As part of China’s preparations to host the 2008 Olympics, an Intelligent Transportation Systems (ITS) is being developed to cope with the traffic during the event. Beijing, the Olympics host city, is a metropolis spread over 16,800kmÂ² with 11 million inhabitants.
The project – Beijing Real-Time Traffic Information Collection, Processing, Analysis and Distribution System – Phase I – is intended to collect, process, analyze, display, and store real-time traffic status information from various independent systems in and around the city. The information will be used to control and streamline the traffic.
CS&S Delineate is implementing the first phase of the project. The company has deployed IONA real-time traffic management system to implement the ITS.
It is estimated that there will be about 18,000 buses and 650 bus lanes carrying 4.5 billion passengers each year by 2008. Beijing administration is developing the ITS to efficiently manage the planned road infrastructure and increase in traffic volume, as well as the traffic generated during the Olympics.
The number of cars in Beijing is now close to two million with around three million drivers. Additionally, there are over 11 million non-motorized vehicles, and a vast number of transit vehicles running in Beijing.
The Ministry of Transportation, Science & Technology, Communication, Central Government of China, the Beijing Traffic Management Bureau (BTMB) and Beijing Olympics Organizing Committee are the joint sponsors of the project. The government has allocated CNY3 billion ($157 million) and the private sector CNY8 billion ($217 million) for the ITS project.
BTMB, a Chinese government agency that manages and controls traffic in Beijing, has developed an overall project implementation plan based on future traffic estimates, with special emphasis on traffic needs of the 2008 Olympic Games.
Beijing’s chessboard-like road network is an integration of highways, which are composed of ring roads, arterial roads, minor roads and sideways.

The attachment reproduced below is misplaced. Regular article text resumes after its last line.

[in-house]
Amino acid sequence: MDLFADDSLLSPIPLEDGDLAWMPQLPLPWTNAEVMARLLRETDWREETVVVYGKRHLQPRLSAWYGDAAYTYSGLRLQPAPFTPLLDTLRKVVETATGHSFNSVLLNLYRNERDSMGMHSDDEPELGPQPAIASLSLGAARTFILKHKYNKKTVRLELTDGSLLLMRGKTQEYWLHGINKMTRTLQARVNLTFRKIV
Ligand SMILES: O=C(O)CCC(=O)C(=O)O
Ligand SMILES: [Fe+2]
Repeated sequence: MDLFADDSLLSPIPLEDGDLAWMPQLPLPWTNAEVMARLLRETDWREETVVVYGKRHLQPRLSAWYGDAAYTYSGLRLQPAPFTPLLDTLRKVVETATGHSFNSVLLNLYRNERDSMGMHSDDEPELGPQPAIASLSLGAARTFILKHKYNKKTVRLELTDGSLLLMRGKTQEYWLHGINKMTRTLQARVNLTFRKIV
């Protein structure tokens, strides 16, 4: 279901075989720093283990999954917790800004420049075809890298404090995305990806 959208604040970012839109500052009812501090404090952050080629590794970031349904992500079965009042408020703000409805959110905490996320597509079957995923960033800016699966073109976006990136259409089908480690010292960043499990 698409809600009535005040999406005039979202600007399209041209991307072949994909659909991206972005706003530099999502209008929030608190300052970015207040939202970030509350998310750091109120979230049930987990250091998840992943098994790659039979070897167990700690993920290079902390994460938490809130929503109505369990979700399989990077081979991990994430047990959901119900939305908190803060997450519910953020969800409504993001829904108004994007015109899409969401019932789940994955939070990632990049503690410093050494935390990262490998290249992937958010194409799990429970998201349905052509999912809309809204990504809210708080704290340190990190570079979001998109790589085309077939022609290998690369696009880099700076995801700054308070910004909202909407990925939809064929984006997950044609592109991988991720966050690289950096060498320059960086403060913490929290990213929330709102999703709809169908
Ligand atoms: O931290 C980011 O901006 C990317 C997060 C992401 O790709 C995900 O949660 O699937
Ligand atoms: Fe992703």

Phase I of the project is to accumulate traffic data from around the city. The system collects, processes, analyzes, displays and stores real-time traffic status information from a variety of independent systems. This is sent to a number of different end-users within the BTMB.
Another function of the first phase of the project is to create a basic framework upon which additional systems can be integrated as the BTMB continues to build its full ITS in advance of the 2008 Beijing Summer Olympics.
The Dublin-headquartered IONA Technologies is the contractor for the implementation and design of the ITS project. The ITS has been built using IONA’s Orbix 2000. The IONA platform provides the CORBA-compliant functionality required for transparent, system-wide data transport and integration between the various sub-systems within the BTMB.
The framework will be expanded in several phases up to 2008. The next phase is to bring all real-time and near real-time systems online, which will integrate data from several static data sources. Finally, the traffic control systems will be integrated which will give the BTMB real-time tools to manage traffic in Beijing on permanent basis.
As Orbix becomes operational, controlling the information flow, the BTMB is able to reorganize traffic control, modify police deployments and direct traffic police more accurately. The first phase has also enabled the establishment of a robust, common integration platform and traffic control strategy. The framework provided by Orbix allows the BTMB to plan a wide range of high-level functionality as it progresses through the next phases of the project up to the 2008 Olympics.
IONA’s Orbix platform handles distributed applications effectively. It includes the scalability of CORBA and the productivity of J2EE. It can support all the major component architectures and web services. Orbix was chosen because of its ability to enhance the existing operating platforms, programming language expertise and legacy applications.
IONA’s Orbix has matched the ITS framework. Orbix runs in the background and will be a major part of the next phase of the project when the information is made available over the web.
The Real-Time Traffic Information Collection, Processing, Analysis and Distribution System runs on a Sun Microsystems 3800 enterprise server with a matching database server running Oracle 8.1.7. It stores over 100MB of processed data each day. The primary application is Orbix 2000, with bridges built by CS&S Delineate for .COM and J2EE. It is a unique project in China, and one of very few worldwide.
Once the complete project is in place, the city will not only be able to host the Olympic games but also will have one of the most advanced traffic management systems in the world. The ITS will enable Beijing to plan traffic management efficiently with scalability features for future requirements.